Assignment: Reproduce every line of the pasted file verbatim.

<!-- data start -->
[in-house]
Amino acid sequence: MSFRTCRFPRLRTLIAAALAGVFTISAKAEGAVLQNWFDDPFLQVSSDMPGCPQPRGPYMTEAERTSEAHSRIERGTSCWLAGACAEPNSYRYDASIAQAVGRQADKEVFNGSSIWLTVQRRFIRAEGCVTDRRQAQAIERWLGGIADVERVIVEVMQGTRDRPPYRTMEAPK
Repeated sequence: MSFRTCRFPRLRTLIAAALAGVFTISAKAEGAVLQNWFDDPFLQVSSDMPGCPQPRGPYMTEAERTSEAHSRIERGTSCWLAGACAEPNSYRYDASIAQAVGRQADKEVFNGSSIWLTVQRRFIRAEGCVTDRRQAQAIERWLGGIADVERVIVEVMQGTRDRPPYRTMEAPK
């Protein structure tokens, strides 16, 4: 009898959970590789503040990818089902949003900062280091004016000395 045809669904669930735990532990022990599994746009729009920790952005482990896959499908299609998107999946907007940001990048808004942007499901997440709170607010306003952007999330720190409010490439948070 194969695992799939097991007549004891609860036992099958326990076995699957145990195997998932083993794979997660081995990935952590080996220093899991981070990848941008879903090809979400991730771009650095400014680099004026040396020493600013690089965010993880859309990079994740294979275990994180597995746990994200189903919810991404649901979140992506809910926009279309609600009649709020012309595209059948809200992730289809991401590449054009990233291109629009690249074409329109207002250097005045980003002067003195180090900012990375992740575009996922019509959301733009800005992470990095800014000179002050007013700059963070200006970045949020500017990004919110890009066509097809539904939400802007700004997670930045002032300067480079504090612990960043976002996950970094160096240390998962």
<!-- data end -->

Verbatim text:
[in-house]
Amino acid sequence: MSFRTCRFPRLRTLIAAALAGVFTISAKAEGAVLQNWFDDPFLQVSSDMPGCPQPRGPYMTEAERTSEAHSRIERGTSCWLAGACAEPNSYRYDASIAQAVGRQADKEVFNGSSIWLTVQRRFIRAEGCVTDRRQAQAIERWLGGIADVERVIVEVMQGTRDRPPYRTMEAPK
Repeated sequence: MSFRTCRFPRLRTLIAAALAGVFTISAKAEGAVLQNWFDDPFLQVSSDMPGCPQPRGPYMTEAERTSEAHSRIERGTSCWLAGACAEPNSYRYDASIAQAVGRQADKEVFNGSSIWLTVQRRFIRAEGCVTDRRQAQAIERWLGGIADVERVIVEVMQGTRDRPPYRTMEAPK
């Protein structure tokens, strides 16, 4: 009898959970590789503040990818089902949003900062280091004016000395 045809669904669930735990532990022990599994746009729009920790952005482990896959499908299609998107999946907007940001990048808004942007499901997440709170607010306003952007999330720190409010490439948070 194969695992799939097991007549004891609860036992099958326990076995699957145990195997998932083993794979997660081995990935952590080996220093899991981070990848941008879903090809979400991730771009650095400014680099004026040396020493600013690089965010993880859309990079994740294979275990994180597995746990994200189903919810991404649901979140992506809910926009279309609600009649709020012309595209059948809200992730289809991401590449054009990233291109629009690249074409329109207002250097005045980003002067003195180090900012990375992740575009996922019509959301733009800005992470990095800014000179002050007013700059963070200006970045949020500017990004919110890009066509097809539904939400802007700004997670930045002032300067480079504090612990960043976002996950970094160096240390998962």